Exploring healthcare systems
"Exploring healthcare systems of OECD countries"
Glocalization is a term that combines the words "globalization" and "localization" to describe the adaptation of global products or services to accommodate the needs of people in a specific locale1.
When I read about this word, it immediately triggered me the memories of some mangers saying: "We need to understand the market to position our product...", "What do we know about this country?" or "The director will visit our country and he wants to have a quick overview of it...". In the healthcare industry, understanding the market's needs is a must.
Nowadays it is very easy to find information by country. For example, the OECD (Organization for Economic Co-operation and Development) is an excellent source. Its "Health at a Glance" report, provides the latest comparable data and trends on different aspects of the performance of health systems in OECD countries.
I find this report very enriching, but sometimes it is difficult to link different topics or parameters. For example, from the charts below, you can see one chart shows the total number of days length stay in a hospital, and in a different chart the total number of beds. So the question is: can we find any relationship or any pattern if we combine them?
Using OECD Healthcare data and having the goal on how support the business strategies, I designed the "Healthcare Explorer". It was developed using Shiny R package.
It is an application where the information is shown in an interactive and condensed way, allowing the users to discover patterns and insights about healthcare systems in OECD countries.
The application is divided in two sections:
This tab gives you an easy access on how countries compare against others. You can select different years using the "Year" menu.
Four plots display information related to specific topics:
- Doctors - Remuneration vs number of consultations per day. Currently this plot it only shows information for 2011. You can select four different types of doctors (GP Self- employed, GP Salaried, Specialist Self-Employed, and Specialist Salaried )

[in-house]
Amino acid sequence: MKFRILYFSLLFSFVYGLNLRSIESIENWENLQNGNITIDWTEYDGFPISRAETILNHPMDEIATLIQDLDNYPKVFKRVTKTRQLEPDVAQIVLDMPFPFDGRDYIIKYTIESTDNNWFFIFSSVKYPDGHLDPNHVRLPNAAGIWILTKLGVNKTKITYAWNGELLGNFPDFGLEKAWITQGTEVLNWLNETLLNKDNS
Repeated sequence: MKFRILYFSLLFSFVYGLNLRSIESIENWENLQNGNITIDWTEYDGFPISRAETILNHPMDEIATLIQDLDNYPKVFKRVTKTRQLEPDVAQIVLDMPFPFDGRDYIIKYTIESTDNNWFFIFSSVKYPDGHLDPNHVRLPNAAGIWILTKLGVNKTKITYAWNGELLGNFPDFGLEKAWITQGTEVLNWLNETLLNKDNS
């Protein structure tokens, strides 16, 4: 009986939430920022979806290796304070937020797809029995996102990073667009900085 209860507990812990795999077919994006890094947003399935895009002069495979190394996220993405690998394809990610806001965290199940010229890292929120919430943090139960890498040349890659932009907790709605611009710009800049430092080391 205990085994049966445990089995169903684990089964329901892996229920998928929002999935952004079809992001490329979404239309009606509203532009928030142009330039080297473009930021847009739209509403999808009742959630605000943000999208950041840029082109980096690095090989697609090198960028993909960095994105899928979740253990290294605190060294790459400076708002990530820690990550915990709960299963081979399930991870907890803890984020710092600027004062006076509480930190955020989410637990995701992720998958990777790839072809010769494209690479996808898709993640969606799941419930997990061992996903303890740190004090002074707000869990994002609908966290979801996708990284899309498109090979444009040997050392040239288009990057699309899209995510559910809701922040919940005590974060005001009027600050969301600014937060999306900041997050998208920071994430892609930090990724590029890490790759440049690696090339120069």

- Hospitals - Length of stay vs Total number of beds
- Spending / Resources - Health Expenditure vs Total number of medical units. The type of medical device can be selectable (MRI or CT)
- Population - Total Population vs Life Expectancy
Each gray dot represents a country. Select "Country" menu to highlight one country and compare it against the rest of the countries.
To have more information for an specific point(s), hover over it and the information of the country and its values will be displayed.
The design of this layout is based on Patrick Tehubijuluw work.
This tab shows the trends of a country for two categories:
- Medical devices - Provides number of CT/MRI units and exams per year. Dashed lines are the average of all countries.
- Healthcare professionals - Provides the trend of the number of doctors and nurses and number of graduates per year.
Here are some interesting insights that I found and some ideas of how they could be converted into market strategies for the healthcare industry:
General Practitioners Salaried - 2011:
- Slovak Rep. and Finland have similar remuneration but Slovak Rep. has 4 times more consultations
- Hungary - has the lowest remuneration and the max number of consultations per day
- Denmark - has the highest remuneration and one of the lowest number of consultations
It appears to have a robust HC system, with big population and high life expectancy rates.It has the highest number of medical devices and number of beds and the longest stays in hospitals.
However this also shows how Japan's healthcare system sustainability is in question2.
The hospital stay length, number of beds, MRI and CT units and its %GDP show a solid HC system.
Number of CT and MRI exams and units are above the average (2012). Review maintenance contracts and EOL equipment as an strategy.
There is an important growth in the number of professionals and graduates, so focusing on key opinion leaders and students could be a good strategy to increase brand preference.
Iceland, Luxembourg and Estonia:
Number of MRI/CT exams are above the average. However, number of devices does not show the same growth. Estonia has a low GDP% so selling new or state-of-the-art MRI/CT could not be the best strategy. Using a model of charge per exam, plus attractive maintenance contracts should be considered as an selling strategy.
Considerable decrease in doctor graduates, but there is an important growth in total number of doctors and nurses.
Noticeable increase in MRI exams and also in CT units. Strong GDP%, low MRI and CT number of units compared to the population size. Good opportunity to place new equipment.
Where are the graduates?
From the charts, the number of graduates are at least 5 times more than the number of professionals. I would be interesting to validate where the rest of the graduates are, if there is a immigration effect, or if the numbers of professionals are not totally reflected.
Go and try it!
There are lots of valuable insights you can get out from this tool. Now, I invite you to play with it and have fun!
- Collect more data of remuneration per year.
- Make dynamic charts to show transitions through years.
- Include more data sources from OECD database
- Include market trends from COCIR.
References & Notes
Data was extracted in July 2015 from OECD Data Health
1.Deloitte, "2014 Global health care outlook Shared challenges,shared opportunities"
2.McKinsey, "Improving Japan's health care system"